By 1988 the sight of a Democratic presidential nominee in Dixie had become about as rare as a glimpse of the ivory-billed woodpecker. But while white Southerners were voting in huge numbers for Republicans in "Washington elections" for President and Congress, Democrats did not go extinct. "Southern politics remains a complex mix," says Ferrell Guillory, head of the University of North Carolina's Program on Southern Politics, Media and Public Life. "Between the solid South of yesteryear and the 'GOP lock' of today, there is a distinct difference. Then, the underdog party hardly mattered. Now, the underdog party has not gone away." A poll of Southern voters on election day 2000 found 35 percent identifying as Democrats--just 26 percent as Republicans. Southern Democrats still win more state and local elections, where candidates matter more than party identities. The parity between the parties, unprecedented in the South's history, was neatly symbolized by the total tally of state legislative seats in the old Confederate states after the 2004 elections: 891 Democrats, 891 Republicans. The vast bulk of the region--including old Confederate states like Florida, North Carolina, Arkansas and Virginia and "border South" states like Kentucky, West Virginia and Missouri--is more purple than red.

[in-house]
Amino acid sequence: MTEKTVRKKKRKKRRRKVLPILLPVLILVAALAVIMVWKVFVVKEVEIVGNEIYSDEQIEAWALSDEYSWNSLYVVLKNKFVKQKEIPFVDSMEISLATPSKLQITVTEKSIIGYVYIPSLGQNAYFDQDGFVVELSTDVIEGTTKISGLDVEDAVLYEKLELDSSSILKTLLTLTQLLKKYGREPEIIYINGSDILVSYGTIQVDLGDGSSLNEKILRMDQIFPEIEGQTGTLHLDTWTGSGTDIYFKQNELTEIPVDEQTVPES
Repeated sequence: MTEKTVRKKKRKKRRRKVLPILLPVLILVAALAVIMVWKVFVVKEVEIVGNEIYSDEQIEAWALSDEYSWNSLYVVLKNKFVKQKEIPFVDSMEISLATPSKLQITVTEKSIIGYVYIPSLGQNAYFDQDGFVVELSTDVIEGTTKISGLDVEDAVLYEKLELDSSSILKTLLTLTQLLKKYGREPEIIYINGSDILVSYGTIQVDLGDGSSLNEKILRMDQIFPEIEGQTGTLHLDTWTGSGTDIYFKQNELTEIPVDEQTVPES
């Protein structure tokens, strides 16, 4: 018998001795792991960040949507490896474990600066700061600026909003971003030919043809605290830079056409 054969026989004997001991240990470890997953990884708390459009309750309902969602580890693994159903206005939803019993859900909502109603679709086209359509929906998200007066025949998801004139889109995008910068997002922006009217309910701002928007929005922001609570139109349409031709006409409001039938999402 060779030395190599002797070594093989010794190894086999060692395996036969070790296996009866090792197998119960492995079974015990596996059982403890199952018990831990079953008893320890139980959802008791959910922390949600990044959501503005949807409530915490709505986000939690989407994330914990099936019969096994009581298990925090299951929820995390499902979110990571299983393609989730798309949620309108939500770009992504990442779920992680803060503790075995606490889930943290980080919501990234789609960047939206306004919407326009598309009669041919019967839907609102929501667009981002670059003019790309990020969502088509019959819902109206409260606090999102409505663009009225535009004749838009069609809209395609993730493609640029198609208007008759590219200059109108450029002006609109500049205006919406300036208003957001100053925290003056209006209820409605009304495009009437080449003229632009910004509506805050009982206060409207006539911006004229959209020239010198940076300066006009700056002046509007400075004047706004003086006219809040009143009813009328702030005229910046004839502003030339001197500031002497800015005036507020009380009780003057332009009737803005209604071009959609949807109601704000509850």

But when it comes to the South, myth always overwhelms reality. The Republican Party has come to rely on the mystical powers of its "solid South" to produce nearly two-thirds of the electoral votes its presidential candidates need every four years. National Democrats have leaned on the myth, too, using it to justify their drift from economic populism toward a Clinton-style, Wall Street-friendly centrism. Coming off three straight Democratic wipeouts in the 1980s, Clinton and the Democratic Leadership Council persuaded many in the party that their only chance to compete in the vote-rich South was by "neutralizing" distinctions with the omnipotent Republicans. The "Republican Lite" strategy led to some statewide Democratic victories in Dixie in the 1990s, and Clinton used it to win eight Old South and border South states in both his 1992 and '96 presidential victories. But Republican Lite gave Democrats an eerie resemblance to the old mushy, stand-for-nothing Republican Party, and the strategy has paid diminishing returns over time. For the Democrats' largest and most loyal Southern constituency, Republican Lite represents an outright betrayal. "They spend 95 percent of the time trying to sway away white moderates and even conservatives," says Willie Legette, a longtime African-American political organizer in South Carolina. "The message is, 'We're no longer the party concerned with reducing racial and class inequalities.' They're so bent on not being identified as the party of liberalism that they give us no reason to vote."